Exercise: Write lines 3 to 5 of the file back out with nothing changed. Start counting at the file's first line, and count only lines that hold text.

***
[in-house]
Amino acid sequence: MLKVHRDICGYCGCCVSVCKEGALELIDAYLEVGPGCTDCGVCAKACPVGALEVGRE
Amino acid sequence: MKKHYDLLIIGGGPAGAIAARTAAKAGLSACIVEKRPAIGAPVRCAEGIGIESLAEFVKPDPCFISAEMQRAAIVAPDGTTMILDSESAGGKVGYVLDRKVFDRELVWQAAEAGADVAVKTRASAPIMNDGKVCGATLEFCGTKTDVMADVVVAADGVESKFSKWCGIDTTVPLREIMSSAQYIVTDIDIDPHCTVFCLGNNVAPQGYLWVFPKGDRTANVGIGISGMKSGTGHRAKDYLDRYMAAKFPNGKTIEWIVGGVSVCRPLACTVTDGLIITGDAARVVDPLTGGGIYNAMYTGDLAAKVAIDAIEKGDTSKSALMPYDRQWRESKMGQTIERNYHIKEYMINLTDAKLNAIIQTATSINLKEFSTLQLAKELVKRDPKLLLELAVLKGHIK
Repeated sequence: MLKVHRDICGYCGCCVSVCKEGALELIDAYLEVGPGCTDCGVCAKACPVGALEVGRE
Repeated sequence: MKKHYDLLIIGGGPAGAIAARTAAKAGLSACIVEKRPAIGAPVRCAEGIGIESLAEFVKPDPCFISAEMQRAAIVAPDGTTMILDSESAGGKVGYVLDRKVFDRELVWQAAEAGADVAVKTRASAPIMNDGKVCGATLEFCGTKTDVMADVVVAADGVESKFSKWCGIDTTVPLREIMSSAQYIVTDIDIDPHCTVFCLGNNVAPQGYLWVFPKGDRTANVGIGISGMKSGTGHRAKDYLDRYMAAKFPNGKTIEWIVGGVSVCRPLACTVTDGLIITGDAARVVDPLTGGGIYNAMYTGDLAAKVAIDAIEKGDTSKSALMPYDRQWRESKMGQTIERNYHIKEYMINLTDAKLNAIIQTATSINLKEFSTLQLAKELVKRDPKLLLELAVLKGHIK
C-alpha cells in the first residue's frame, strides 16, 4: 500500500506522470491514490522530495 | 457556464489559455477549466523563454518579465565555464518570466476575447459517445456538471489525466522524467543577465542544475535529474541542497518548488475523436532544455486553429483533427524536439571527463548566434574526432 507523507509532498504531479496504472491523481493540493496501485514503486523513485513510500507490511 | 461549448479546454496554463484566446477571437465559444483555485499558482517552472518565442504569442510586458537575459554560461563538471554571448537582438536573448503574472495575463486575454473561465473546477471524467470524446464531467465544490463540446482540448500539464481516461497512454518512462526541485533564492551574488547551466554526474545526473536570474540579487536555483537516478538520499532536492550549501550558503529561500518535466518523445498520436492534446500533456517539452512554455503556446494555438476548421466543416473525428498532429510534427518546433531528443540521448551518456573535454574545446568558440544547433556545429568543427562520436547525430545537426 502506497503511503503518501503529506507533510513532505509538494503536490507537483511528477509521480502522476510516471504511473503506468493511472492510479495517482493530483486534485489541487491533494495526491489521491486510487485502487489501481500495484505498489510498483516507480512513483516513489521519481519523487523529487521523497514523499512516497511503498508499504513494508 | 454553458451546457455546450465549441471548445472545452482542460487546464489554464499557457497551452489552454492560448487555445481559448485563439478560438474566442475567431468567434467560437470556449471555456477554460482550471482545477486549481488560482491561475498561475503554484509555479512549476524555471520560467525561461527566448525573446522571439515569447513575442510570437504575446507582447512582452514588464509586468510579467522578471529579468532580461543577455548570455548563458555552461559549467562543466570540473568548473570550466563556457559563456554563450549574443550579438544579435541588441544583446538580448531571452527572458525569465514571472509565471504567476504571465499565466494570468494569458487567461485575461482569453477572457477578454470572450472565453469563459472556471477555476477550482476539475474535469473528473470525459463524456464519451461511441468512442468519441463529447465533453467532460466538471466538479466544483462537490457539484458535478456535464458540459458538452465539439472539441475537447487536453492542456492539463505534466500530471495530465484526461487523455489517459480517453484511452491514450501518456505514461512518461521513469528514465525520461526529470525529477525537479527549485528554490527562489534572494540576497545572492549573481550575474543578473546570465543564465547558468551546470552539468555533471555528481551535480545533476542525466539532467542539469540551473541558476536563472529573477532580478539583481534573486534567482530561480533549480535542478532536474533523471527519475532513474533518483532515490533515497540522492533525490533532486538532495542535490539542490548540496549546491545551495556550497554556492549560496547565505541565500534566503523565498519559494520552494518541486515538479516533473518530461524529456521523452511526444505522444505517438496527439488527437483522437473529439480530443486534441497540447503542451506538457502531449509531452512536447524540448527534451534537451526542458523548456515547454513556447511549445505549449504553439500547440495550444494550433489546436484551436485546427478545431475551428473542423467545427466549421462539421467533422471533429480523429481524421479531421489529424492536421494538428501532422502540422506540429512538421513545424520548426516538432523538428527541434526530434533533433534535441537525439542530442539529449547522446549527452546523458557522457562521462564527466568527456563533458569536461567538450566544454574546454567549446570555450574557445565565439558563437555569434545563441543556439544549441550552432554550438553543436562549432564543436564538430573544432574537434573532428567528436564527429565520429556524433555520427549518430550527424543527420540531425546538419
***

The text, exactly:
Amino acid sequence: MKKHYDLLIIGGGPAGAIAARTAAKAGLSACIVEKRPAIGAPVRCAEGIGIESLAEFVKPDPCFISAEMQRAAIVAPDGTTMILDSESAGGKVGYVLDRKVFDRELVWQAAEAGADVAVKTRASAPIMNDGKVCGATLEFCGTKTDVMADVVVAADGVESKFSKWCGIDTTVPLREIMSSAQYIVTDIDIDPHCTVFCLGNNVAPQGYLWVFPKGDRTANVGIGISGMKSGTGHRAKDYLDRYMAAKFPNGKTIEWIVGGVSVCRPLACTVTDGLIITGDAARVVDPLTGGGIYNAMYTGDLAAKVAIDAIEKGDTSKSALMPYDRQWRESKMGQTIERNYHIKEYMINLTDAKLNAIIQTATSINLKEFSTLQLAKELVKRDPKLLLELAVLKGHIK
Repeated sequence: MLKVHRDICGYCGCCVSVCKEGALELIDAYLEVGPGCTDCGVCAKACPVGALEVGRE
Repeated sequence: MKKHYDLLIIGGGPAGAIAARTAAKAGLSACIVEKRPAIGAPVRCAEGIGIESLAEFVKPDPCFISAEMQRAAIVAPDGTTMILDSESAGGKVGYVLDRKVFDRELVWQAAEAGADVAVKTRASAPIMNDGKVCGATLEFCGTKTDVMADVVVAADGVESKFSKWCGIDTTVPLREIMSSAQYIVTDIDIDPHCTVFCLGNNVAPQGYLWVFPKGDRTANVGIGISGMKSGTGHRAKDYLDRYMAAKFPNGKTIEWIVGGVSVCRPLACTVTDGLIITGDAARVVDPLTGGGIYNAMYTGDLAAKVAIDAIEKGDTSKSALMPYDRQWRESKMGQTIERNYHIKEYMINLTDAKLNAIIQTATSINLKEFSTLQLAKELVKRDPKLLLELAVLKGHIK